Spiritual Scarcity4 min read

Economics … what is that and how am I going to teach it? Those were some of the first questions that entered my mind when I received my first call to teach at Metro-East Lutheran High School located in Edwardsville, Ill. I admit that I did not know much, if anything at all, about Economics. However, as most teachers can attest to, I learned as I went. I have heard it said that you should stay at least a couple of days ahead of your class and what you are teaching. That first year teaching Economics, it was about ten minutes after class had started. However, over the course of eleven years I grew to absolutely love Economics and had a blast teaching the subject to my students.

The most basic starting point in understanding the complicated world of Economics is the simple idea known as scarcity. Easy to understand, scarcity explains the fact that there are limited resources to supply unlimited wants and needs. Everyone would love to have a yacht, a house on the beach, and juicy ribeye steaks for dinner every night, but the reality is that there are not enough natural resources, manmade resources, and labor to make everyone a yacht, beach house, and steaks for dinner every night. This is the idea of scarcity. We will never be able to completely satisfy our desires in life because there will never be enough resources to do so. Scarcity is an unfortunate reality for every single human on the planet. Thus, Economics is all about the decisions we make as we deal with the unfortunate reality of scarcity.

So what about Jesus? How does He fit in to the idea of scarcity? Although we will always have to deal with scarcity for the duration of our lives, our “spiritual scarcity” is another matter. There are countless numbers of people who are constantly searching for an answer to their spiritual scarcity … how do I satisfy my soul, find inner peace, feel loved, live with a purpose, feel forgiven? What do we desire on the inside? Not the material possessions that the world offers, but the spiritual wealth that truly matters and defines a person. Jesus offers us a life that has a scarcity-free spirituality. Jesus died on a cross and rose from the dead defeating sin, death, and the devil. Our spiritual desires are fulfilled through Him. Consider these encouraging words from 2 Peter 1:3–4:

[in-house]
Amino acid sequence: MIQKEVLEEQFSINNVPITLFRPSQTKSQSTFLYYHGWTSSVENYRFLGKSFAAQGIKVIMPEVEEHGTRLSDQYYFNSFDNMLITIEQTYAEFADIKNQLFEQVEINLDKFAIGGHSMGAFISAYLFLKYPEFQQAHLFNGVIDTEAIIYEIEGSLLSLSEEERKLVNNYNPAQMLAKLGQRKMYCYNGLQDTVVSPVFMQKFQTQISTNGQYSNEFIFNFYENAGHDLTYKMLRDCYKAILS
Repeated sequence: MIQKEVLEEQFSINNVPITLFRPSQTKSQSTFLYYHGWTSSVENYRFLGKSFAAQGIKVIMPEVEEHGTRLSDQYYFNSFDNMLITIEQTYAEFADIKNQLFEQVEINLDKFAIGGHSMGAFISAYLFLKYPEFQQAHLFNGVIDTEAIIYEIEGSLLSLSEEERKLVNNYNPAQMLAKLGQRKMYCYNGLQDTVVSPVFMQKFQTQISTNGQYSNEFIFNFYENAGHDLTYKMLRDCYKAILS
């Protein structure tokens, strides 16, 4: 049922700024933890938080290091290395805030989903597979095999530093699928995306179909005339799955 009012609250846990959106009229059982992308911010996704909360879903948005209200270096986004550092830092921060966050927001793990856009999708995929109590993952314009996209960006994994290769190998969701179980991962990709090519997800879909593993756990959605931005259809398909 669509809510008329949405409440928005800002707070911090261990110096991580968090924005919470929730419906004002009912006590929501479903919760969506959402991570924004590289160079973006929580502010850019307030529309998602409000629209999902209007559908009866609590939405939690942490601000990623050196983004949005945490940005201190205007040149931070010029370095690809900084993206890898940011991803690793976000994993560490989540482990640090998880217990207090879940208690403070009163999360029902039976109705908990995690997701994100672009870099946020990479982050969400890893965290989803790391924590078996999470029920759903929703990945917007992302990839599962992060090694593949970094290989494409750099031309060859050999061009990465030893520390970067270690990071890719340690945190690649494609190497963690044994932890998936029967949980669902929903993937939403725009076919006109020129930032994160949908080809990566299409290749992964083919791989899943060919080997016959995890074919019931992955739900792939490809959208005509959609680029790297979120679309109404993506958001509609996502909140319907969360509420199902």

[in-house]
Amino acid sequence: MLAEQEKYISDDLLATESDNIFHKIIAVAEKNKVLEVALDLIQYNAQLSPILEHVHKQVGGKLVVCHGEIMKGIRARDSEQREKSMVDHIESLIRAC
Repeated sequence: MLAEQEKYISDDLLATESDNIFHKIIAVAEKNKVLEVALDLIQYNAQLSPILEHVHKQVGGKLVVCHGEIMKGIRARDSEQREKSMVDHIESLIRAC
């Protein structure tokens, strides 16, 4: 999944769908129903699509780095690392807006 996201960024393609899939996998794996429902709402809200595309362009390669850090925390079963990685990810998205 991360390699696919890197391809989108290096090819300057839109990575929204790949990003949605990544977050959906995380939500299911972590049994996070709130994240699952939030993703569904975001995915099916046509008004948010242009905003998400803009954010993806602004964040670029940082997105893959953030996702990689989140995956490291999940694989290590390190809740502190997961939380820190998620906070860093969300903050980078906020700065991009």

“His divine power has granted to us all things that pertain to life and godliness, through the knowledge of him who called us to his own glory and excellence, by which he has granted to us his precious and very great promises, so that through them you may become partakers of the divine nature, having escaped from the corruption that is in the world because of sinful desire.”

Scripture tells us that Jesus gives us everything we need in this life. The salvation that is offered to us through Him takes away the sinful corruption on the world. When we put our faith and trust in Jesus, he supplies us with everything we need to be spiritually satisfied. One of the greatest aspects of our spiritual scarcity with Jesus is that there is nothing we can do on our own to eliminate our unlimited spiritual needs. Jesus has already accomplished everything for us on the cross! So, while we are on this earth, Jesus will eliminate our spiritual scarcity, and by believing in Him we will be raised to a new everlasting life and live in another scarcity-free reality: Heaven!

Lutheran schools are blessed with the opportunity to teach this truth. Jesus gives us everything we need. He loves us, cares for us, and forgives us. Knowing this truth that is taught every day in Lutheran schools can make a huge impact in a child’s life. Growing up in an educational setting where you are loved, valued, and continually taught to have hope in the love of Jesus is an amazing environment. More than just a school, Lutheran schools are families. They are families who focus on the love of Jesus while providing a rigorous and relevant education to equip students to be lifelong learners and Christian leaders.

Photo courtesy of Elisa Schulz Photography

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This blog was published by the Communications Department of the Michigan District, LCMS.

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